When Mary Alice Ryan is interviewing for new members of her executive team, she thinks about her siblings.
As one of 10 children, she says it’s OK for a group of people to have different personalities, but it’s essential that everyone has the same values.
“It’s important you hire people not only because they have the best qualifications but because they also have the ability to fit into your culture and your team,” says Ryan, president and CEO of St. Andrew’s Resources for Seniors, a $65 million company that owns and manages housing and care facilities.
To find a surefire match for her team, Ryan prepares for interviews with the candidates by first narrowly defining the position. First, you first have to identify the position, its mission and its qualifications to use as a guide throughout the process. Second, you have to understand the leadership traits that your ideal candidate would possess. For each interview, Ryan uses a list of 15 traits that, she says, has “turned my whole world around.”
Smart Business spoke with Ryan about how to prepare for interviews to ensure you find the ideal candidate.
Decide what the position calls for. I start off the process by writing and then rewriting what I call a position profile. This is one page — almost in a way, an ad — but it’s a simple one page that tells what’s the position, what’s the mission of the position, what are the qualifications, what are the core responsibilities and a little bit about who we are.
We use it to enthuse a person or attract them so that every word in this is not only what you need to have, but it’s written in a way to attract them to get excited about this kind of position.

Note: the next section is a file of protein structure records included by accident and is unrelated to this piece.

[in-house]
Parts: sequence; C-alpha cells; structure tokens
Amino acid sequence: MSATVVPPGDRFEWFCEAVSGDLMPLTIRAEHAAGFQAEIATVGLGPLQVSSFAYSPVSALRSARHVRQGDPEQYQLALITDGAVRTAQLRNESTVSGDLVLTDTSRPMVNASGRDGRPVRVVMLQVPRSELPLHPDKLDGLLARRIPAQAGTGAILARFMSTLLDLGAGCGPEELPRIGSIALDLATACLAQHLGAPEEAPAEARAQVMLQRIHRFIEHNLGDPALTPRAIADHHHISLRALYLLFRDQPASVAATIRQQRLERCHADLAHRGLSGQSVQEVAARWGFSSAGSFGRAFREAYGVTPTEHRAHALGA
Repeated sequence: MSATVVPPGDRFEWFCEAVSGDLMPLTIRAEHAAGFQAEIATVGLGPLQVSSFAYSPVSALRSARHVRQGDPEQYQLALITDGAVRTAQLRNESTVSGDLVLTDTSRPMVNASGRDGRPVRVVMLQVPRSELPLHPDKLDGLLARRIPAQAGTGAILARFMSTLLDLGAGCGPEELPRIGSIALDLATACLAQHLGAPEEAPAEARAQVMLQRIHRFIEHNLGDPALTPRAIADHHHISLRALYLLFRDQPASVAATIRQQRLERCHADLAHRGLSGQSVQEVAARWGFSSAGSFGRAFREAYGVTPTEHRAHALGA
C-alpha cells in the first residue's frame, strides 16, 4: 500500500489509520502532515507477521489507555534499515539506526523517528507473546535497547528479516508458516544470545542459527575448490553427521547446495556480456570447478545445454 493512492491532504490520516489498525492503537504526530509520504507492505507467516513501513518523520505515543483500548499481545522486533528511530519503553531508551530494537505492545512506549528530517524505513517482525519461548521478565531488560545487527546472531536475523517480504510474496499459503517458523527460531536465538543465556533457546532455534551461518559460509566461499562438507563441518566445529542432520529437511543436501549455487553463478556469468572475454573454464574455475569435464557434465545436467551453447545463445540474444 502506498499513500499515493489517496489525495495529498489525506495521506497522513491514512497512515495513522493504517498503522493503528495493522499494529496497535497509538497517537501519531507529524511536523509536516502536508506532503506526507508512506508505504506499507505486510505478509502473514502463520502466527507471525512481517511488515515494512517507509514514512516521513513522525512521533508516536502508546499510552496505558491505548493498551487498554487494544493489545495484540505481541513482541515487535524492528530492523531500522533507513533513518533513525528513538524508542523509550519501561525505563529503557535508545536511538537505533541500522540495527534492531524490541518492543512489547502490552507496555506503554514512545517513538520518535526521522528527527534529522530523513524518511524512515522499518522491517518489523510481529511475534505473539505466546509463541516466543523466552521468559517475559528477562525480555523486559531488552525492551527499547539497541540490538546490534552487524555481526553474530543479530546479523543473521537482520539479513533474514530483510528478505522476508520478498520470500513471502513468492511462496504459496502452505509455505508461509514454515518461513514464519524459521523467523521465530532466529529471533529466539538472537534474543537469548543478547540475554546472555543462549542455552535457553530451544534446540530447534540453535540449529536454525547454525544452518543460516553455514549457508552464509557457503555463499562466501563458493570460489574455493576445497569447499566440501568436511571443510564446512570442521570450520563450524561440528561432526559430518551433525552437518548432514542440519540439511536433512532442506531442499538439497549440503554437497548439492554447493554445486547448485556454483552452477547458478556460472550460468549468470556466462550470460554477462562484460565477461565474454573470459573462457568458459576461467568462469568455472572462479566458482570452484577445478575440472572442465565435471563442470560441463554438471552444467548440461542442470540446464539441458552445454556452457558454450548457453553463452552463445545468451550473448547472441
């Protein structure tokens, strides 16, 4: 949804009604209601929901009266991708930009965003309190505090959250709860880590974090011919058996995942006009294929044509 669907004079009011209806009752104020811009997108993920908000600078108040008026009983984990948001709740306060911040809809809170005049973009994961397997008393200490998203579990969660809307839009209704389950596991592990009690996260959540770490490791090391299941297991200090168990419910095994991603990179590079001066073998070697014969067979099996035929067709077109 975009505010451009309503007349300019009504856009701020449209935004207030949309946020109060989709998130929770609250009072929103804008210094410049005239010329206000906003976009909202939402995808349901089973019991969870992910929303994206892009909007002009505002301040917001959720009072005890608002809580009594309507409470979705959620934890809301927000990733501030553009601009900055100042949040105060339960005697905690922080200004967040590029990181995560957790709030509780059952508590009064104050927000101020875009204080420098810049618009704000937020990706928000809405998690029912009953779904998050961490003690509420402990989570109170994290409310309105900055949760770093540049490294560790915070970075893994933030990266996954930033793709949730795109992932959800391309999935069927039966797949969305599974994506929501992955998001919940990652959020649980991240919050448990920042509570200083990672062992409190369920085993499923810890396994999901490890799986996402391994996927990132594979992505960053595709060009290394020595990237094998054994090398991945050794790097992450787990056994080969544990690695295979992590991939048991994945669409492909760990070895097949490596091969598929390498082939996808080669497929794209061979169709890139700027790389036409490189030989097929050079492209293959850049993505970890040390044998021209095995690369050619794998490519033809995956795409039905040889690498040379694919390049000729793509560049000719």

It’s the document I use as I go through the entire process, so everything that I want is really defined in here.
You’ve got to write it very tight. Every word needs to convey something so that they’re not supercilious because people don’t like to read a lot. Any executive is skimming things, so what you want to do is minimize code words. A lot of people, unless I’m getting someone who is very technical in my field, may not know those code words.
I also want to say it in a wording that is simple; that way, everything that they want is on here. What is the mission of this job? It’s really a one-sentence-type thing that says what we really want you to accomplish in the world is this.
This has worked out really well for me because if you just put a simple, little paragraph that you send out to all of your networking friends and you say, ‘I’m looking for a person to do billing,’ or, ‘I’m looking for a CFO,’ that doesn’t say enough.